This proposal outlines a comprehensive series of experiments to assess the basis of overgrowth phenotypes associated with gain of function mutations in PIK3CA, using the mouse as a model system. Although well studied in cancer, recent data has revealed a role for PIK3CA mutation in several developmental disorders including MCAP, DMEG, CLOVES syndrome, epidermal nevi and seborrheic keratosis. Here will assess the developmental and signaling pathway disruptions caused by 3 different Pik3ca gain of function mutations, with particular emphasis on the developing brain. To date, all reported PIK3CA mutations are postzygotic or mosaic rather than germline mutations. Accordingly, we hypothesize that PIK3CA phenotypes correlate with both the severity of the mutation and level (and distribution) of mosaicism. To test this and other hypotheses, we will use standard conditional genetic approaches to express 3 patient-related Pik3ca gof mutations in embryonic CNS neuronal progenitors and their descendants. We will then generate ES cell chimeras, injecting ES cells constitutively expressing the same mutations into wild-type blastocysts to assess phenotype-mosaicism relationships both within the brain and throughout the entire body. We also propose to use in utero electroporation technology to more specifically target mosaic expression to the developing brain. Our studies will assess the developmental pathogenesis of brain pathology and characterize the associated epilepsy, a pressing clinically relevant phenotype. Finally, we will use pharmacological approaches to assess the underlying mechanisms driving acutely Pik3ca-dependent seizures in post-natal mice. These assays represent the first step toward developing molecularly rational epilepsy therapy in PIK3CA segmental brain overgrowth syndrome patients.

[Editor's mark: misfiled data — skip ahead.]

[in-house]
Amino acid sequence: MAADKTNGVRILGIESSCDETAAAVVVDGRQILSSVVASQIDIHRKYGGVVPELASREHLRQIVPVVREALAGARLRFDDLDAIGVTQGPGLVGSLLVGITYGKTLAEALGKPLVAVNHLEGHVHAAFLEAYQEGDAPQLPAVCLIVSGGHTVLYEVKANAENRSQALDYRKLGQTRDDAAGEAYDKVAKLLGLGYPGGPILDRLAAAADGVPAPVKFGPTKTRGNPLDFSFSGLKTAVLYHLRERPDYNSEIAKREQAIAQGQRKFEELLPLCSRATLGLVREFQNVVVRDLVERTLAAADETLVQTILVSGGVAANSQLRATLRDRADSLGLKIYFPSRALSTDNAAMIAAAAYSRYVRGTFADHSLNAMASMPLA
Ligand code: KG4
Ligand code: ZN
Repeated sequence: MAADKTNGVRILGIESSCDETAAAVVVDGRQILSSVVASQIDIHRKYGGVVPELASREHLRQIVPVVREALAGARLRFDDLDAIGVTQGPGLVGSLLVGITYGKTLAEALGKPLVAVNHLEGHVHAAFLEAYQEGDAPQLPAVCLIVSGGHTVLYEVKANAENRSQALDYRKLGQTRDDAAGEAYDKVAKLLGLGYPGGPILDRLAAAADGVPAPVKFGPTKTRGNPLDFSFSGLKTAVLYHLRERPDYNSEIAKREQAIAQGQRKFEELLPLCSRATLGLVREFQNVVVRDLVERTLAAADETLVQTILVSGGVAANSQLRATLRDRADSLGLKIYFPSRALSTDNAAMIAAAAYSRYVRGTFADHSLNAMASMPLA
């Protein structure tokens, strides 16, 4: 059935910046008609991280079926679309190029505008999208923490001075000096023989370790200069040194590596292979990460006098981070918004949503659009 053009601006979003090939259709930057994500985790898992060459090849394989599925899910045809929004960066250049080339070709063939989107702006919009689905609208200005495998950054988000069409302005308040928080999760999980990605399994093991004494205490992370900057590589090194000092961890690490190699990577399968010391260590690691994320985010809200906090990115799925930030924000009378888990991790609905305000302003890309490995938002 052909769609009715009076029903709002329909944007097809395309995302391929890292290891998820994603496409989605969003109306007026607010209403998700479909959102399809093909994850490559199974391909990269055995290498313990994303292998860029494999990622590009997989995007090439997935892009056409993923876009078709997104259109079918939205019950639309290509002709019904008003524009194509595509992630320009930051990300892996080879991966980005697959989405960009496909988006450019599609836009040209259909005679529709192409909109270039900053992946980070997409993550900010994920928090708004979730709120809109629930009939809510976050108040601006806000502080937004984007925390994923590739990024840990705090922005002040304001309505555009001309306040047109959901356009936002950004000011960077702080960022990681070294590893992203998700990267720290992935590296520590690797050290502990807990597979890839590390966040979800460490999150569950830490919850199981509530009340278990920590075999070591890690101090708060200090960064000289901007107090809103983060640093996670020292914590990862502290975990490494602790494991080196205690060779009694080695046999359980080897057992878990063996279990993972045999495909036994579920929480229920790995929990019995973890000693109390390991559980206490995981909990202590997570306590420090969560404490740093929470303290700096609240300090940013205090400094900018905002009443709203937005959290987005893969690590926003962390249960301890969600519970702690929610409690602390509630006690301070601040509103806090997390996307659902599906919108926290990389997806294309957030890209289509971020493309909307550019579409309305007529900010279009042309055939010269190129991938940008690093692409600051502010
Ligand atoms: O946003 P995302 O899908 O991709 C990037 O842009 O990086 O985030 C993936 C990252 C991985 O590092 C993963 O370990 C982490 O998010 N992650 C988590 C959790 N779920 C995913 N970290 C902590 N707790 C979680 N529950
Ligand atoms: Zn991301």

Malformations of cortical development, caused by over-activation of the phosphoinositide-3-kinase (PI3K) signaling enzyme, are associated with Megalencephaly, focal cortical dysplasia and often severe pediatric epilepsy which is resistant to current antiepileptic drugs. This proposal uses mouse models to define the underlying developmental mechanisms of the structural defects in PI3K overactivation patients and define new, molecularly rational drug therapies to treat intractable pediatric epilepsy.